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Comstock Partners, Inc.
Continue the Prayers
September 13, 2001
Exogenous Factors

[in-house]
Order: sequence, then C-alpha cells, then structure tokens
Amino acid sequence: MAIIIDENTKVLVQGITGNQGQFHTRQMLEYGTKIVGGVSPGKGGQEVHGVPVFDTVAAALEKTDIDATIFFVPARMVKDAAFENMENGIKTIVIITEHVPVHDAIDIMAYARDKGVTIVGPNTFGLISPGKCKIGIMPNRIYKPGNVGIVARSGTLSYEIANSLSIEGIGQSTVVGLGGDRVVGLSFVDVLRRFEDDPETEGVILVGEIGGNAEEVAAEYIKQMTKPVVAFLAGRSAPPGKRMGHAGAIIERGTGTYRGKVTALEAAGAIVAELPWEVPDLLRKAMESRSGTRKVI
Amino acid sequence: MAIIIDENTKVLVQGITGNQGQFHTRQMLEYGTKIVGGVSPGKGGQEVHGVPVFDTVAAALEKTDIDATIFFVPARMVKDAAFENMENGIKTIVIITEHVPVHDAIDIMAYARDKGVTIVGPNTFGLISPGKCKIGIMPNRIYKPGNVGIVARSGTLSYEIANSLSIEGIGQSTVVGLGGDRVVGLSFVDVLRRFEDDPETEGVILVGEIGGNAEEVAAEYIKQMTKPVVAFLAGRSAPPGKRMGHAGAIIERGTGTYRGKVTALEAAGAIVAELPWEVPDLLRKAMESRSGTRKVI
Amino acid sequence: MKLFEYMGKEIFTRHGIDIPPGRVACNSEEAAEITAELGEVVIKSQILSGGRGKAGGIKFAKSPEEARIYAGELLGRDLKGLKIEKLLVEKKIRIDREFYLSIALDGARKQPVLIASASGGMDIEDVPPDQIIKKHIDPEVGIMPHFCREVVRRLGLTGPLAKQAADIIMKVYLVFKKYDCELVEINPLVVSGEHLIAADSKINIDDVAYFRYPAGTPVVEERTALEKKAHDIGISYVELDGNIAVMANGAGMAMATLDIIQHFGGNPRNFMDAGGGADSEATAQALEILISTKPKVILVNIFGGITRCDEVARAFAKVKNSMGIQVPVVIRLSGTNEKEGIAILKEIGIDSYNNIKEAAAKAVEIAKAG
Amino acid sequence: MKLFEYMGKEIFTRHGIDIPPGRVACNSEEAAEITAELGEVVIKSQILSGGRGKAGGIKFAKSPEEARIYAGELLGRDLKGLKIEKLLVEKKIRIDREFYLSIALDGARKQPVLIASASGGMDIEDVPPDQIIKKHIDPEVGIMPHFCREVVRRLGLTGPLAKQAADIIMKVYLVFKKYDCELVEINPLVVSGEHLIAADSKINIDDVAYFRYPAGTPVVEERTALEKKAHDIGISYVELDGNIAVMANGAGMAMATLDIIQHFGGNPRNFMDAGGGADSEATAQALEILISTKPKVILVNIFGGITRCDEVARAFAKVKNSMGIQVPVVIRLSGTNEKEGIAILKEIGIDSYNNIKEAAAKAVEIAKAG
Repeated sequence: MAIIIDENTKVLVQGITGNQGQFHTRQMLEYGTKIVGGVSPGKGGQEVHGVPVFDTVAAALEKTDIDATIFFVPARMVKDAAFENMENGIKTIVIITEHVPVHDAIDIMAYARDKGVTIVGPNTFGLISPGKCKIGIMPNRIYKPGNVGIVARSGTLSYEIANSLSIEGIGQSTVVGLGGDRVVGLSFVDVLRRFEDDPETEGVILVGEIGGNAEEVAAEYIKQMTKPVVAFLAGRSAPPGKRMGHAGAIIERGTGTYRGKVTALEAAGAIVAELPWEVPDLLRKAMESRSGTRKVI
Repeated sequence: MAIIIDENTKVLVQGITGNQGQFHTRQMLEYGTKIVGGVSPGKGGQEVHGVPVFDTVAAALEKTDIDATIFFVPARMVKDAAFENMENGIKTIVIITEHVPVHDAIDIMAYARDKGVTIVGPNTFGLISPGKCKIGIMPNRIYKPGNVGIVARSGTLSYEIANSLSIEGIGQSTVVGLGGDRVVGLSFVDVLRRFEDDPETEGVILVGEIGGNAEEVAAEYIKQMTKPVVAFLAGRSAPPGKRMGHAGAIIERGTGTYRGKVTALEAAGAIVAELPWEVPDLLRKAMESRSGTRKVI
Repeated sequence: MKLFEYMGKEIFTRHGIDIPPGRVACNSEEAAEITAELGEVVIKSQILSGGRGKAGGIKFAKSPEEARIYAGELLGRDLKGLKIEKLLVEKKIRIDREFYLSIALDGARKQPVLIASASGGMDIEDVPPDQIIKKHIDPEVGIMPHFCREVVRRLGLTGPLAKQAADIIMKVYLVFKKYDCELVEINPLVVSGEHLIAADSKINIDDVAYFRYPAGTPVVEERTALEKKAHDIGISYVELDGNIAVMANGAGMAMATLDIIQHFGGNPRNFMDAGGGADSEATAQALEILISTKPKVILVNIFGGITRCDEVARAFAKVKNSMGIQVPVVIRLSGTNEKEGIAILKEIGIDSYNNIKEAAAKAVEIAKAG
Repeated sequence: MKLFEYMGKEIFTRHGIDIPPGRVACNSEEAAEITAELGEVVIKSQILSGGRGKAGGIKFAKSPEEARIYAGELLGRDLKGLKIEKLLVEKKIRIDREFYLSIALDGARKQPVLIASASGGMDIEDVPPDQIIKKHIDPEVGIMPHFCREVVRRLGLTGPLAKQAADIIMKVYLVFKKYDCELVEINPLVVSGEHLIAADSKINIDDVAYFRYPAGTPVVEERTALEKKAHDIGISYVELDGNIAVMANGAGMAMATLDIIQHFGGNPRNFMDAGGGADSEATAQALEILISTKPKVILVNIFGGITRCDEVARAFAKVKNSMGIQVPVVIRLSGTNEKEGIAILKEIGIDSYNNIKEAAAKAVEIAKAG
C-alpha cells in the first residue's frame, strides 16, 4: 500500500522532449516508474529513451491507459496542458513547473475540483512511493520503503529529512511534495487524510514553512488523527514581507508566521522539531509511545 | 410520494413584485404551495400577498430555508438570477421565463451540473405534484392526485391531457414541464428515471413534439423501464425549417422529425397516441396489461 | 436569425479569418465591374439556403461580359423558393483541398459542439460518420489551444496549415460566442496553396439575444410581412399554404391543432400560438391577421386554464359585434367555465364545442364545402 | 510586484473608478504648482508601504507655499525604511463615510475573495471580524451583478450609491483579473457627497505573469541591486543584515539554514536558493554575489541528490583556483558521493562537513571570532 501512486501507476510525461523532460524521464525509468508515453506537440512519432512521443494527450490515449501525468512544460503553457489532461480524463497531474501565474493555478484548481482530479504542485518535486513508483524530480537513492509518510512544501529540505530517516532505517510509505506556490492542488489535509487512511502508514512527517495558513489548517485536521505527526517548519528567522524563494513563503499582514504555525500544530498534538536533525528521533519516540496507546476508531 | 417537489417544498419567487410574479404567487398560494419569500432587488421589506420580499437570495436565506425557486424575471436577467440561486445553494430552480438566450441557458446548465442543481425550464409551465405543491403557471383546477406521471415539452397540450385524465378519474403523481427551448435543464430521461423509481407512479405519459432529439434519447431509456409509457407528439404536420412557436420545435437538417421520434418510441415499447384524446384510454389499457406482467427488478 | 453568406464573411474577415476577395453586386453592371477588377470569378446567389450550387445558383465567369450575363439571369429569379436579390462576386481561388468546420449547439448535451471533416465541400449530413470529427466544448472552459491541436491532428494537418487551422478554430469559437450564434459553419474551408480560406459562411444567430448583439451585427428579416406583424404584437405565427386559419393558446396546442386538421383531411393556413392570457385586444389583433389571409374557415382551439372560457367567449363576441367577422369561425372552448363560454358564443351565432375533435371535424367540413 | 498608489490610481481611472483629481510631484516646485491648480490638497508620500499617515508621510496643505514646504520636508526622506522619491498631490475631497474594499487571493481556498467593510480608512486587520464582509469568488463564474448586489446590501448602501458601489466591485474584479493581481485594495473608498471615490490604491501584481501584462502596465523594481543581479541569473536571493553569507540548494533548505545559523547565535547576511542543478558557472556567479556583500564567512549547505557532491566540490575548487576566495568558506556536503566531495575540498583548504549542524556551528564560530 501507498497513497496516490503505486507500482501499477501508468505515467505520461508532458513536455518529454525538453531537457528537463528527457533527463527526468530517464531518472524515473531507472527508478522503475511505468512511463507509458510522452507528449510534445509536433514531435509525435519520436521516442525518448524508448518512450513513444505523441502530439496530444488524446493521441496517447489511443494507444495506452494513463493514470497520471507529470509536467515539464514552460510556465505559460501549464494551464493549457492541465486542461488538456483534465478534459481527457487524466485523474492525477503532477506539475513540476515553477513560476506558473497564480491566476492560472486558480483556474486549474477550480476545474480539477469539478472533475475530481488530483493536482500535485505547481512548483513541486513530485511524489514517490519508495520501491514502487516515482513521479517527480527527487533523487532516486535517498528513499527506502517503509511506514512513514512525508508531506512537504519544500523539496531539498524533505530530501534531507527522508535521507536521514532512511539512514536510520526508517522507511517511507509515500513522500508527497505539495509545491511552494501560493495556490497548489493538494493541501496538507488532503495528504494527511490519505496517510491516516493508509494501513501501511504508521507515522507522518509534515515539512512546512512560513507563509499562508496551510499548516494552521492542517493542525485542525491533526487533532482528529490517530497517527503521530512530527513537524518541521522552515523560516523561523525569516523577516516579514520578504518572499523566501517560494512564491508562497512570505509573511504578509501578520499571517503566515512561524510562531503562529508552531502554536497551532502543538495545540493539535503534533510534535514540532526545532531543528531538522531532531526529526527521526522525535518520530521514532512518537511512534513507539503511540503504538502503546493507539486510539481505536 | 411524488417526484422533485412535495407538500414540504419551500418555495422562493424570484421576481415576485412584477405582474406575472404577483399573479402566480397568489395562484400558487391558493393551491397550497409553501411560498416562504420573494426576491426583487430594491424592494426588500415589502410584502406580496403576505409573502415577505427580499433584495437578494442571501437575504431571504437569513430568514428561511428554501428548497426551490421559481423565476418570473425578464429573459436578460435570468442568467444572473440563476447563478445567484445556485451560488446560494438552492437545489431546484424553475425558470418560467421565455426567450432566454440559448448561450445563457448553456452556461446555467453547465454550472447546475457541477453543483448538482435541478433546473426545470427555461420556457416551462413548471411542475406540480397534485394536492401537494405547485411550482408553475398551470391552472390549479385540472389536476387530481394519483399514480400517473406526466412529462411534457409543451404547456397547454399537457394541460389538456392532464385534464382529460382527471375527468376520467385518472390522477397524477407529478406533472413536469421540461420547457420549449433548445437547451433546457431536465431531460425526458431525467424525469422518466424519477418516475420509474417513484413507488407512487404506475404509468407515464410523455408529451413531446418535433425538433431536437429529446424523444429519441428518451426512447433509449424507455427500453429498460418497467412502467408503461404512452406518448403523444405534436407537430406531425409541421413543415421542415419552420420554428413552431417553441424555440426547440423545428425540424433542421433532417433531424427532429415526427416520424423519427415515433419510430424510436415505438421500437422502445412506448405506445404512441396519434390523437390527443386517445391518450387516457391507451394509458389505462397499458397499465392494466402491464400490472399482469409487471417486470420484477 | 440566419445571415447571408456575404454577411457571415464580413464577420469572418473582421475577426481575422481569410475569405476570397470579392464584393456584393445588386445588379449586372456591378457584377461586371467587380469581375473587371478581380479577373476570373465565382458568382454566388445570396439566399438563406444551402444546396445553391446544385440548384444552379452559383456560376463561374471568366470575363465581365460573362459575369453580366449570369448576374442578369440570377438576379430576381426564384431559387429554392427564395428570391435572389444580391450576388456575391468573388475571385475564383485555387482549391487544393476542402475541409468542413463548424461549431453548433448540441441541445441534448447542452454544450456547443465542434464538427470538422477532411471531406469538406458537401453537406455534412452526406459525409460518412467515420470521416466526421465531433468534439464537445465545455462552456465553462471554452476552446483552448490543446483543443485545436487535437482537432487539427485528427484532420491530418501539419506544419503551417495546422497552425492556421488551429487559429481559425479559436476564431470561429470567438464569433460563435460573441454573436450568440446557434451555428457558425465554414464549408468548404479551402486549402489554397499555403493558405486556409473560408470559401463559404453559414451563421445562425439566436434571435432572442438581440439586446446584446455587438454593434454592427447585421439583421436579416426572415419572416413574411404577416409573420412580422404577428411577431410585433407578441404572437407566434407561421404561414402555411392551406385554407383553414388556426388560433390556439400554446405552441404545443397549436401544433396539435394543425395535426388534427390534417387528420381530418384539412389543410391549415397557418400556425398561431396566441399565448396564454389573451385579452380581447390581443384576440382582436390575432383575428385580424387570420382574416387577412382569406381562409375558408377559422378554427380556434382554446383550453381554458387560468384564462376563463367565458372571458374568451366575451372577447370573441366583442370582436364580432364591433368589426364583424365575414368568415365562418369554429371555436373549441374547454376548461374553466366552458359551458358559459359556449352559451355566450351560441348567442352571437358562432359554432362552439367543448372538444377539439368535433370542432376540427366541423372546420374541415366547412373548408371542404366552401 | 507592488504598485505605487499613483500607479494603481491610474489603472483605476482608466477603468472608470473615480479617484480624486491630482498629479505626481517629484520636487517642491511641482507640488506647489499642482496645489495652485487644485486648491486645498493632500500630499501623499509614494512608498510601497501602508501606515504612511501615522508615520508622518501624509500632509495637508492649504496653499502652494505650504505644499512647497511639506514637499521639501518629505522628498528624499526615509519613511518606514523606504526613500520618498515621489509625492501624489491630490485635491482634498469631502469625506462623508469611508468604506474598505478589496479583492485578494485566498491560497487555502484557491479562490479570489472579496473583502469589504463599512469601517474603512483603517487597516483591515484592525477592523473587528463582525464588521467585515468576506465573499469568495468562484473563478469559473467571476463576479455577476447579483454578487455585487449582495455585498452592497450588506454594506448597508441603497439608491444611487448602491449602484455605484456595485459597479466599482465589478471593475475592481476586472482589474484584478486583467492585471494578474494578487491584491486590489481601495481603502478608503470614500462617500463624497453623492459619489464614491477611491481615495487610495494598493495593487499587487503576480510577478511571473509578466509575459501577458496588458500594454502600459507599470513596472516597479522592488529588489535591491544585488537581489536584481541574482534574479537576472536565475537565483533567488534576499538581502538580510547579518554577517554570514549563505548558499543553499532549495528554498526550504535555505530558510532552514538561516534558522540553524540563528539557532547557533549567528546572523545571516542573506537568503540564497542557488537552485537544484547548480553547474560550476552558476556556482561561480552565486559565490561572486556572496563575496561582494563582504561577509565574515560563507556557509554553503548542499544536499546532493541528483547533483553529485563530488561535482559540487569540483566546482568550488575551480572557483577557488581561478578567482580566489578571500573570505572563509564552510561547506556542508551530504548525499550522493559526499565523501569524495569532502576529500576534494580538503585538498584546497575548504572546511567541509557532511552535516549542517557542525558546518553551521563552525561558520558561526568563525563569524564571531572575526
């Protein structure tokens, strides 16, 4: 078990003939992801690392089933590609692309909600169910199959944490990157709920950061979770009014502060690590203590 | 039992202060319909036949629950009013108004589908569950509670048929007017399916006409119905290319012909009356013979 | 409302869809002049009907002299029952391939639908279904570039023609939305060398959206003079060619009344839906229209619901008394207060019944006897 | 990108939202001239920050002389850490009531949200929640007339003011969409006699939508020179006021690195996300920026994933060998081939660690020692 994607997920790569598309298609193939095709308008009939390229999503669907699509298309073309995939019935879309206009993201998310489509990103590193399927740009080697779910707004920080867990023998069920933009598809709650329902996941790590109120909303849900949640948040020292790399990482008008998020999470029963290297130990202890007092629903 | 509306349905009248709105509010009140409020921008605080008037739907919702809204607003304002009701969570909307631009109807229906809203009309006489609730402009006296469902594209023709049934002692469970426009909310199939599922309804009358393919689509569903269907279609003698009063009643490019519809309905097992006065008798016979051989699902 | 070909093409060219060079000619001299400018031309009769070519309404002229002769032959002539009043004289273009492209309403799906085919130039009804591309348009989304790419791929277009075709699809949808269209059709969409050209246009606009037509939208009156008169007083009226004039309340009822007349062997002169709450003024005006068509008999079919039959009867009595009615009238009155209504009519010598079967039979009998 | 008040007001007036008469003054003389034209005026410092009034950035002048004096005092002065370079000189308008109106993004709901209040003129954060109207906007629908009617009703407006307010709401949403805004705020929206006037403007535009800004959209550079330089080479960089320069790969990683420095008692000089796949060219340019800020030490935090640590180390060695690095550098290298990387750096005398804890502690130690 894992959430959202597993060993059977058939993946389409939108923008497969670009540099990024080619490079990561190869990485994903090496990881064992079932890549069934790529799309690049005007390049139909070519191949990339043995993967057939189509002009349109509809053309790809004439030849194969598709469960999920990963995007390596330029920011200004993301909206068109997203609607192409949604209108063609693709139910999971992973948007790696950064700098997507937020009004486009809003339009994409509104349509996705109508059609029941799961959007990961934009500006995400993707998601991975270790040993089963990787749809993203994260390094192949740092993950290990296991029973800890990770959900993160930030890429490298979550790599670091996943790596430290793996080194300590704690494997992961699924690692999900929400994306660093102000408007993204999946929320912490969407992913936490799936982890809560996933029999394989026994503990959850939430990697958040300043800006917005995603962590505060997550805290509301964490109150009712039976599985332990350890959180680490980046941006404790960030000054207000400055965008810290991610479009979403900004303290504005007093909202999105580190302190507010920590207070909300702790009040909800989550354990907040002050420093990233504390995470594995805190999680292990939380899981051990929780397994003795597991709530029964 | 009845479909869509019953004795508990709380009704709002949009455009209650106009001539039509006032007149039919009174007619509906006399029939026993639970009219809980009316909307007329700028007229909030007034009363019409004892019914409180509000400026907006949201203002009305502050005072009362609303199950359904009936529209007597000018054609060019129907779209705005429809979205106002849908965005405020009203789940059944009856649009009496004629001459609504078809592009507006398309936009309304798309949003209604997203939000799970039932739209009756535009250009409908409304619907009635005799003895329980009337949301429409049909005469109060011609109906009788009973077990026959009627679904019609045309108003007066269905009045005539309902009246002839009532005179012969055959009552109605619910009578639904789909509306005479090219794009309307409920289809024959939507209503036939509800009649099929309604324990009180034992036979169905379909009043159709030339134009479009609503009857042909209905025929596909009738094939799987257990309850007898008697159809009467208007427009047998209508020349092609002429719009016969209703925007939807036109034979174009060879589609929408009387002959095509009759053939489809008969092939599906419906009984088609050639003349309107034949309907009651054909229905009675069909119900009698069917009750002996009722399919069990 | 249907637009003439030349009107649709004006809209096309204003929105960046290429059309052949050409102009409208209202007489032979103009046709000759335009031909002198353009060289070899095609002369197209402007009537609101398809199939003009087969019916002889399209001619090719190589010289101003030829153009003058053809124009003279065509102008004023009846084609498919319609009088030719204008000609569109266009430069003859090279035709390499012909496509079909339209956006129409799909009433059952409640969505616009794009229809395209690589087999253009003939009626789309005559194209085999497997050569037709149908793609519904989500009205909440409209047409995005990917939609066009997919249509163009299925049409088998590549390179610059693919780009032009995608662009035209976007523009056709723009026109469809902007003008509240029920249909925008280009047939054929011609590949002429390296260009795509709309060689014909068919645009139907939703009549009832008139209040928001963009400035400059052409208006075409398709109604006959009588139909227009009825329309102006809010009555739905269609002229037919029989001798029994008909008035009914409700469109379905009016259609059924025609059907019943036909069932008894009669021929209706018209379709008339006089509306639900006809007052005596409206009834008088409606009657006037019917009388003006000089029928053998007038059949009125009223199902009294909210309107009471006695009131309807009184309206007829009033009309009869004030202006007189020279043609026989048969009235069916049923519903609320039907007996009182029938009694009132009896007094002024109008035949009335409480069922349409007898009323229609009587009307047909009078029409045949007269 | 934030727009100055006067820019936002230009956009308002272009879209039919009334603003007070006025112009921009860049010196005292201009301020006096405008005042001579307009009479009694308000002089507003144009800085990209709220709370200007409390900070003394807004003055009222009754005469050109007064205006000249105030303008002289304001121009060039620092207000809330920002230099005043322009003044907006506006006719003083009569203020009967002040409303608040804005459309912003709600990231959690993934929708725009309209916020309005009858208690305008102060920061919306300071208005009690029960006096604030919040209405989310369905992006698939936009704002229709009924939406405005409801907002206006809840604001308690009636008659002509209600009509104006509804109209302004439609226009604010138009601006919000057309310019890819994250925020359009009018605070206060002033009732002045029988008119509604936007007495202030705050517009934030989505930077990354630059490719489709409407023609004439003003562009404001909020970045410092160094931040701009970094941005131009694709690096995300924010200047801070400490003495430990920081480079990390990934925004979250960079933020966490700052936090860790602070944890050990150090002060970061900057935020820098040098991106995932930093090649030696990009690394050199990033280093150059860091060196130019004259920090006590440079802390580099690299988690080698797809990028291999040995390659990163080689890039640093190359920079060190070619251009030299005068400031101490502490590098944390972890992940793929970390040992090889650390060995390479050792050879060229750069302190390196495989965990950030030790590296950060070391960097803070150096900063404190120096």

We would like to make it clear that these terrorist attacks have nothing to do with what we have been espousing over the past couple of years. The bearish conclusions we have attempted to elucidate from the inception of these daily comments (Feb, 2000) and even before that for the readers of the research products we produced monthly, were never prompted by exogenous factors such as Presidential election disputes, the Y2K, or terrorism. We sincerely hope the markets will not open until next week to give investors a chance to evaluate the very short-term impact of this disastrous situation, and to have time to mourn and pray for loved ones and the innocent victims of the attacks on America. If the market opens in a panic driven environment and sells off sharply, we will probably reduce our exposure to the downside. We happen to own the financial instruments that could benefit from this kind of environment (long-term Treasuries, Euro currency, and short exposure to equities), so if there is too much “irrational pessimism” for these financial instruments we will be willing to part with them. We have concentrated on three things to be concerned about on this website. The first and foremost is that the U. S. stock market reached outrageous valuations at the beginning of the year 2000, and remain historically very high. This is documented by using the charts from the best collector of financial data we know, Ned Davis Research, and is displayed in the article on the right side of our website we call Limbo, Limbo—How Low Can It Go? We are also very concerned about the business overcapacity reached over the past couple of years with the real extremes residing in the technology arena. The excess supply of goods combined with the lack of demand, caused by the reverse wealth effect of the market decline, we believe will continue to lead to poor earnings comparisons. The third concern, which may not be the last in importance, is the enormous public participation in equities and equity mutual funds throughout the 1990’s and culminating in about $130 billion of accumulation of equity mutual funds in the first quarter of 2000. We believe these factors will eventually lead to much lower levels for the major indices, but right now it is much more important to empathize with the victims of the tragedy and their families while keeping them in your prayers.

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